Indian Libertarians

Schools of Thought in Classical Liberalism by Nigel Ashford

admin Saturday February 16, 2013

Professor Nigel Ashford elaborating more on Classical Liberalism and the different school of thought in Classical Liberalism.

Part 1

What is "classical liberalism?" Is it a specific set of beliefs, a philosophy, an economic theory, or something else? In this series, Dr. Nigel Ashford explores what classical liberalism — sometimes called "libertarianism" — actually means. Dr. Ashford looks at 5 different schools of classical liberalism/ libertarianism, and examines how they are similar and how they are different. Dr. Ashford hopes that as you explore this series, you will think deeply about your own beliefs and political philosophy, and draw your own conclusions.

Part 2

How should we assess the merits of a law or government program? According to Milton Friedman and the members of the "Chicago School," we need to look at empirical evidence and see the consequences of laws. Many laws are well-intended, but do they actually have good outcomes? The Chicago School admits that markets do fail sometimes fails. But, they contend that government also fails, and that usually government failure is far greater than market failure. Dr. Ashford takes a close look at the Chicago school.

Part 3

Government grows and grows. Why? Is there any way to limit government? Dr. Ashford explores the intellectual school known as "public choice." Public choice theorists believe that politicians are self-interested, meaning they have a vested interest in growing government beyond its proper, limited size. This means that small, concentrated groups (like industry lobbying associations) yield tremendous power over the politics. This leads to subsidies and tax breaks for politically favored industries.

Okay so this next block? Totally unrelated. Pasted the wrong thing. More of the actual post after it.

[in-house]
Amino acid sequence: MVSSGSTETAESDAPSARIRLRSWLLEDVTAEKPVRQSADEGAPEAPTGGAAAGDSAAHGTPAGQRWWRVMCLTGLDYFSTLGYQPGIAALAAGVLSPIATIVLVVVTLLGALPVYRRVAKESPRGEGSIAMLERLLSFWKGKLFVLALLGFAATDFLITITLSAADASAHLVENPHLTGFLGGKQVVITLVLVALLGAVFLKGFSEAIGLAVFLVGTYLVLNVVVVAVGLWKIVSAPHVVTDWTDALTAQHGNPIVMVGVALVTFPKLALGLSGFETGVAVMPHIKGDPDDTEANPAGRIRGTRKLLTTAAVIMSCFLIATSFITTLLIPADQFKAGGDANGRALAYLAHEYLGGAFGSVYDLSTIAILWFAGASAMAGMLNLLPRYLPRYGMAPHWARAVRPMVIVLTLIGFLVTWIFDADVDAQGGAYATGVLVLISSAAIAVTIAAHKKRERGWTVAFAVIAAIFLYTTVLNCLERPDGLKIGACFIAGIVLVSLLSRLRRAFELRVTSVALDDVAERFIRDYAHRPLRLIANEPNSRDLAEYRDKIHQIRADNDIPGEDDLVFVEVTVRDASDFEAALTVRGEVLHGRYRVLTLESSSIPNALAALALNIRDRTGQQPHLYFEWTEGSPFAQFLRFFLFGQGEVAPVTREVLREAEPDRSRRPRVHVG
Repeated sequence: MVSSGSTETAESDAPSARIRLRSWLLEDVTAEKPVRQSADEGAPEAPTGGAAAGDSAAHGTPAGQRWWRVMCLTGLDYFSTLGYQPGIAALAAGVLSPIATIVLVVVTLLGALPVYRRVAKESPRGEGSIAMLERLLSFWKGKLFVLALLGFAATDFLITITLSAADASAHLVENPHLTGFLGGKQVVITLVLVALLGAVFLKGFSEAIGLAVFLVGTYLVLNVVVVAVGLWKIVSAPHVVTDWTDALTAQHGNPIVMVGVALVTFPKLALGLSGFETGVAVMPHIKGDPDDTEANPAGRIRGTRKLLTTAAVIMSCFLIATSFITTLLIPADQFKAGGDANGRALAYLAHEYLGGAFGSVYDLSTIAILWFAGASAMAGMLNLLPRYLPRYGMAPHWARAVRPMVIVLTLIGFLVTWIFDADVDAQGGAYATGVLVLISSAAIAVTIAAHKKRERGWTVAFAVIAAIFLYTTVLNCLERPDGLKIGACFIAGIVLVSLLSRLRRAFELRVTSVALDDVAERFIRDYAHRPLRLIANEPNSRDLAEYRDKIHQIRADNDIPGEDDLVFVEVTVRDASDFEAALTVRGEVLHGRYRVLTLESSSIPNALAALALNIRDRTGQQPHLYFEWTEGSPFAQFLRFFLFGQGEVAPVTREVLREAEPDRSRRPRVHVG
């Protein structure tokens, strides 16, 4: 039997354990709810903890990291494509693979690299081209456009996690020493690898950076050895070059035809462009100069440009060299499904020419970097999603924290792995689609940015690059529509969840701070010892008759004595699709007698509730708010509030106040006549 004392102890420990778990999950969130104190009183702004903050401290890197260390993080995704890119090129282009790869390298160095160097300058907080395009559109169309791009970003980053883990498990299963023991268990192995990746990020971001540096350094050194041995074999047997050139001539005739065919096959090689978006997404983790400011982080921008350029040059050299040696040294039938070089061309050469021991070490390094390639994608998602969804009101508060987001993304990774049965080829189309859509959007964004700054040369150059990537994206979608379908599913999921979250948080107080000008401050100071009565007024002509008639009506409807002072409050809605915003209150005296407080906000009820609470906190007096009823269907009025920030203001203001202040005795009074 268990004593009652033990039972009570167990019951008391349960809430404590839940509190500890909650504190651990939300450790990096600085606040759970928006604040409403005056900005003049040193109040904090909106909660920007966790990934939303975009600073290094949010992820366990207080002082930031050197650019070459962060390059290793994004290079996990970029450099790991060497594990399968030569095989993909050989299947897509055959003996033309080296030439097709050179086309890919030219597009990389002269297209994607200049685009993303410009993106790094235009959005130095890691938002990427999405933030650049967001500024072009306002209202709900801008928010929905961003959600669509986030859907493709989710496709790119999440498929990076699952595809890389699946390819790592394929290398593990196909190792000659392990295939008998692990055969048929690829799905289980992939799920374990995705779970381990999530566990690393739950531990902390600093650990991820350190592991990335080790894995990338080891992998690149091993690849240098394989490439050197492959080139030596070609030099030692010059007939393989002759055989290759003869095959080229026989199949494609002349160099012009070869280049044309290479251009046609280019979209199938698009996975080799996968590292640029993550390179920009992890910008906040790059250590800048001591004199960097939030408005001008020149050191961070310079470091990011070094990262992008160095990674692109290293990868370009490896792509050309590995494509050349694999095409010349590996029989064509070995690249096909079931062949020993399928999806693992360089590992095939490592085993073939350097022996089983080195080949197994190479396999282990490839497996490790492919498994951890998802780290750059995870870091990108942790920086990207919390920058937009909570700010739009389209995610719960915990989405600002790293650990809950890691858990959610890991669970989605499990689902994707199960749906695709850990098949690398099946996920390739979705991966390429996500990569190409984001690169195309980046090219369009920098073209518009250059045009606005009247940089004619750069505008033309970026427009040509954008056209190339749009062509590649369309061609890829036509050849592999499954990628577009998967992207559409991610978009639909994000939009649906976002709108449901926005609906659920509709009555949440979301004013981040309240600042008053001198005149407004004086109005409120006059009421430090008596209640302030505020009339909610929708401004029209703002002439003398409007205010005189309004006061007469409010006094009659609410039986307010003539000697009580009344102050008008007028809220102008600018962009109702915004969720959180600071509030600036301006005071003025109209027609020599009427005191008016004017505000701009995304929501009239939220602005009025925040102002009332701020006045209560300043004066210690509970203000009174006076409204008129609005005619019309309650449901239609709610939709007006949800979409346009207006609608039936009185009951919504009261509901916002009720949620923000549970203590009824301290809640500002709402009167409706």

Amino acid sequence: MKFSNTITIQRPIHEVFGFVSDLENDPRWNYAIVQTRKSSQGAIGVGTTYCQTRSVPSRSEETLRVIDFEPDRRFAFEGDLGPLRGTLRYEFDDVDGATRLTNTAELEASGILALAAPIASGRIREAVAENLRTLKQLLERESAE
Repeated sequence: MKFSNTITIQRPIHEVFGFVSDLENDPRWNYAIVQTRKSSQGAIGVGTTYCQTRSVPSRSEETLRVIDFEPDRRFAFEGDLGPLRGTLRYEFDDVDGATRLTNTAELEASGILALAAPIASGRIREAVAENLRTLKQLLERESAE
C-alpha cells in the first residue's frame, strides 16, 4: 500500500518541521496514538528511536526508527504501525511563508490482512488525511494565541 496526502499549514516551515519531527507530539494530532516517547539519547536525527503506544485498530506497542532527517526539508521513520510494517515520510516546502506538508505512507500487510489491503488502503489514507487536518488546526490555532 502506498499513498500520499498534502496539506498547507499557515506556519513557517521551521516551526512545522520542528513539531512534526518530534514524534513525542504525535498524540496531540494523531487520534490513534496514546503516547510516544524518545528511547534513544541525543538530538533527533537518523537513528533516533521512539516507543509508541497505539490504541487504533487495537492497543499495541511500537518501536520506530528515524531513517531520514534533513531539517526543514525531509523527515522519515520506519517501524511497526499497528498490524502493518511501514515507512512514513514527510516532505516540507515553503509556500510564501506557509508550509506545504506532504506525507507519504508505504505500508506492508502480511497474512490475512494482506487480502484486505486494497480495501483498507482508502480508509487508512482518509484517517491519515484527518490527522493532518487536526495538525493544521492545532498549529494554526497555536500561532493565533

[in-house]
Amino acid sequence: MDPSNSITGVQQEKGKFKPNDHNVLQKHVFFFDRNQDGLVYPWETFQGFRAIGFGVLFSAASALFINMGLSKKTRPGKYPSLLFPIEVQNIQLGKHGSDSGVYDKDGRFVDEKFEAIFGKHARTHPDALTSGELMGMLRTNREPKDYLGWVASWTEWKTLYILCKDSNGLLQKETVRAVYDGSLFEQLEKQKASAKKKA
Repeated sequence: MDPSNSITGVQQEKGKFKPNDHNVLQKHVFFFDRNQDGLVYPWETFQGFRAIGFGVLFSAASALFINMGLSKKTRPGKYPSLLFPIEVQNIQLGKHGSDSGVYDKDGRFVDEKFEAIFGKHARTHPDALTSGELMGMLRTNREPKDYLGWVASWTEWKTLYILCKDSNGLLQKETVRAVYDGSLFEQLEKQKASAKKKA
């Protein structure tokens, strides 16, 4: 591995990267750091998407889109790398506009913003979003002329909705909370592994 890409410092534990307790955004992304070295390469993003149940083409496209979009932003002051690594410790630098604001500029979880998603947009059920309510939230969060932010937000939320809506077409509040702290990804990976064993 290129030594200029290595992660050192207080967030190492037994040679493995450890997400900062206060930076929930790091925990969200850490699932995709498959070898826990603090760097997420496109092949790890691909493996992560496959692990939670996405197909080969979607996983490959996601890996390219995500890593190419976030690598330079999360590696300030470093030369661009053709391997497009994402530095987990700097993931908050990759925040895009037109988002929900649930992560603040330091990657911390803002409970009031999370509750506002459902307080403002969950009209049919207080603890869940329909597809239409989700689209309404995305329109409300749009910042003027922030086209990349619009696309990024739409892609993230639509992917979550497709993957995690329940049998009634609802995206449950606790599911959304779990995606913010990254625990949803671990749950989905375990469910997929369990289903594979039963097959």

Part 4

What is the "Austrian School" of economics? When people refer to the Austrians, they are usually referring to the ideas of Friedrich Hayek and Ludwig von Mises. In this video, Professor Nigel Ashford outlines the basic beliefs of these two prominent economists. While the two agree that government should be limited, they also disagree on many points.

Part 5

Do all people have natural rights? Philosophers Ayn Rand and Robert Nozick think so. Dr. Nigel Ashford examines the "natural rights" school of thought, in particular the theories of Rand and Nozick. Nozick and Rand both argue that government should never infringe upon our natural rights, and that government exists only to protect these natural rights. They also find that capitalism is the only moral economic system because it is based on voluntary exchange, not coercion.

Part 6

Do we even need a government? Some anarchist philosophers and economists don't think so. Dr. Nigel Ashford takes a look at two anarcho-capitalist thinkers, Murray Rothbard and David Friedman. Rothbard criticizes the state for its use of coercion, and Friedman criticizes it for its inefficiency. Both argue that there are free-market alternatives to all government services.


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